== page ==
Image a no-surgery and no-chemo approach to cancer treatment that resulted in a 100% rate of remission with no serious adverse side effects. Sounds like a dream, right?
It’s actually happened.
Background: DNA mismatch is a factor in 15% to 29% of all colon cancers and 10% of rectal cancers. This mismatch occurs randomly during normal DNA replication (which is involved in cell creation) as well as due to injury from environmental factors (e.g., pollution). The body has a process for detecting and repairing mismatch errors, as shown in the graphic below. However, for whatever reasons, sometimes that process doesn’t work.
The mismatch can lead to uncontrolled cell growth, which is cancer.
A clinical trial was designed to test a new drug from Glaxo Smith Kline (GSK) called dostarlimab. Patients were to undergo treatment with the drug, 6 months of followup observation, and 6 months of chemotherapy during this trial. The trial involved researchers from the Memorial Sloan Cancer Center and Yale University, and was underwritten by the Simon and Eve Colin Foundation, GSK, Stand Up to Cancer, Swim Across America and the National Cancer Institute.
Dostarlimab is part of the immunotherapy approach to treatment of cancers. This method involves tagging cancer cells so that the body’s immune system recognizes them as targets and attacks them. The approach, using different drugs, has been highly successful with brain and other cancers, and was first tried for cancers where traditional treatments involved a high risk of collateral damage to the patient. The obvious example is brain surgery, where there is a risk to cognitive function and mobility from an incision into the brain.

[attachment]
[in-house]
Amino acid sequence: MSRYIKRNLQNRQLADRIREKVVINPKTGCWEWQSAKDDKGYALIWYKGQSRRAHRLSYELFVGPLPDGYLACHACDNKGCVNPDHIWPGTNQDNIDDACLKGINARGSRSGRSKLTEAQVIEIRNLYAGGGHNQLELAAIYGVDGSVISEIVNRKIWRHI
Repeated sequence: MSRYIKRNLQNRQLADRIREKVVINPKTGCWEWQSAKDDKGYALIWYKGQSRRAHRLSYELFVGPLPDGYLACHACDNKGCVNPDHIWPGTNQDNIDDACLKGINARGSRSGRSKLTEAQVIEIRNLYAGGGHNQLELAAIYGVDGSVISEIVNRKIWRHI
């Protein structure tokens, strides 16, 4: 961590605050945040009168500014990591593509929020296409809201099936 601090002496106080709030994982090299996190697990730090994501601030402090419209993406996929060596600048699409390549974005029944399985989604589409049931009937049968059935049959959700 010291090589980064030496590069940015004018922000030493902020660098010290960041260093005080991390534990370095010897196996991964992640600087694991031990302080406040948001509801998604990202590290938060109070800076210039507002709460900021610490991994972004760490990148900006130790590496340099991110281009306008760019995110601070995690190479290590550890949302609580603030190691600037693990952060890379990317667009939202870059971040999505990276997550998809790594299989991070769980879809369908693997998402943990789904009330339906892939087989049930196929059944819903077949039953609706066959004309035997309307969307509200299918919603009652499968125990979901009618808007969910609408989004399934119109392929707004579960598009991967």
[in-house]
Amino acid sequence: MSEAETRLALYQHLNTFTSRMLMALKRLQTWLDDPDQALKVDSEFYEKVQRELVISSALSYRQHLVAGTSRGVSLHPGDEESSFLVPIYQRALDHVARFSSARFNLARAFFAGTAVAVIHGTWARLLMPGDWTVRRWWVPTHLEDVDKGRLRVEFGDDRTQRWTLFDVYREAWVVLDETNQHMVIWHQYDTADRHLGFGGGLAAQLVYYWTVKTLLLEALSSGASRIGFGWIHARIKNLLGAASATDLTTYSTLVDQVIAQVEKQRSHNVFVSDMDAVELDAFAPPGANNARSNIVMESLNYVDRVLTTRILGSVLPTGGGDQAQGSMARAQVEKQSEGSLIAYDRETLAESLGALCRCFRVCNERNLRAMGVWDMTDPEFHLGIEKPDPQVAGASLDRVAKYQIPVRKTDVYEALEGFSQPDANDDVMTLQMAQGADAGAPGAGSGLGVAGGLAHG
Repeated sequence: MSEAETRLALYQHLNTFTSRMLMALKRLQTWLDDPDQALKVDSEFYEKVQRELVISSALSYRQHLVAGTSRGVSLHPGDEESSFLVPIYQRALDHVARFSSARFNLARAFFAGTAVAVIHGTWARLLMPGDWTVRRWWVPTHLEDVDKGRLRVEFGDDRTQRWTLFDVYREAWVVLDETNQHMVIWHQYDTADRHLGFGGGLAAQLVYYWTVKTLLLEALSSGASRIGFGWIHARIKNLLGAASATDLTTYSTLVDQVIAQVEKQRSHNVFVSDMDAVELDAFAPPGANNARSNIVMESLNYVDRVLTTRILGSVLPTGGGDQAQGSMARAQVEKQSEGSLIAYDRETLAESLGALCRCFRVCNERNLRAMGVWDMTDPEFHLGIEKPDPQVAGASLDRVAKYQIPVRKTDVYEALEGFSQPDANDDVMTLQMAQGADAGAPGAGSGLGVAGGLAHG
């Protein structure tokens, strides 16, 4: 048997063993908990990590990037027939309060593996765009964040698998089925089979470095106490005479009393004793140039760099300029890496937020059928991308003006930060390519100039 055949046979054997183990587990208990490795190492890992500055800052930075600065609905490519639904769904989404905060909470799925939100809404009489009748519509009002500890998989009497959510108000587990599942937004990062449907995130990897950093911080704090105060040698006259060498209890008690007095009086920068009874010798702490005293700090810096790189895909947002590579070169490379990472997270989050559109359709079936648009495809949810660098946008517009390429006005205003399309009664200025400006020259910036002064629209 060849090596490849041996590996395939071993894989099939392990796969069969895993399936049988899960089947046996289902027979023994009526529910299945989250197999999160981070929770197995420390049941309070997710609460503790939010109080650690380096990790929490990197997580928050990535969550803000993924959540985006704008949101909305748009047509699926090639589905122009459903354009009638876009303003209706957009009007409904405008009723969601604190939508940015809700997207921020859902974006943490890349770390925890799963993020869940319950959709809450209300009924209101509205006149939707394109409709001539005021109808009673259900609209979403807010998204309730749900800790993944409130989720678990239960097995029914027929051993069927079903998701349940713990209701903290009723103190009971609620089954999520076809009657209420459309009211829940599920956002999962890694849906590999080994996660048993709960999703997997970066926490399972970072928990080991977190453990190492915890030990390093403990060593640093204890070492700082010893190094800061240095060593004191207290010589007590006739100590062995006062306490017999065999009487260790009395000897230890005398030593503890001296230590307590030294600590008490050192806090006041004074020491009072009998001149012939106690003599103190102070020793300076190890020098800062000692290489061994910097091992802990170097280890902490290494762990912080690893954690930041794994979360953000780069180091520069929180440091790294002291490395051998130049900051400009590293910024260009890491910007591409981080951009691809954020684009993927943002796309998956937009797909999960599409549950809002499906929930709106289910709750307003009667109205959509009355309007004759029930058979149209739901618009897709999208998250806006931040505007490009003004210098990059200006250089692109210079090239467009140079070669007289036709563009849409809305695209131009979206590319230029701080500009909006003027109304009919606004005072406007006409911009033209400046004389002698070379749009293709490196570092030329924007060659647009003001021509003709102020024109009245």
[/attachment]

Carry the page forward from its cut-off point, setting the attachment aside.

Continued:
However, for the first 12 patients to enter the trial, the cancer was not visible by the end of six months. None needed the chemo portion of the trial. No one had ever seen a perfect score in any cancer trial prior to this.
One of the paper’s authors, Dr. Luis A. Diaz, told The New York Times that he “believes this is the first time this has happened in the history of cancer.” (2)
Obviously, these results require replication in a larger sample of patients. However, the odds of a perfect score are so tiny that unless we can find a flaw in the research, we can accept the value of this drug as fact. If you gave any new drug a 20% chance of causing complete remission — and that would probably be a very generous estimate — the odds of winning 12 times in a row would be 0.0000004096%. You have a better chance of being hit by lightning (0.00653595%).
There already is an effort underway to assemble clinical trials to test the effectiveness of this drug on colon cancer.
It’s nice to have something good to report every once in a while.
Finally, I want to thank Ned Hamson for bringing the Jerusalem Post article to my attention.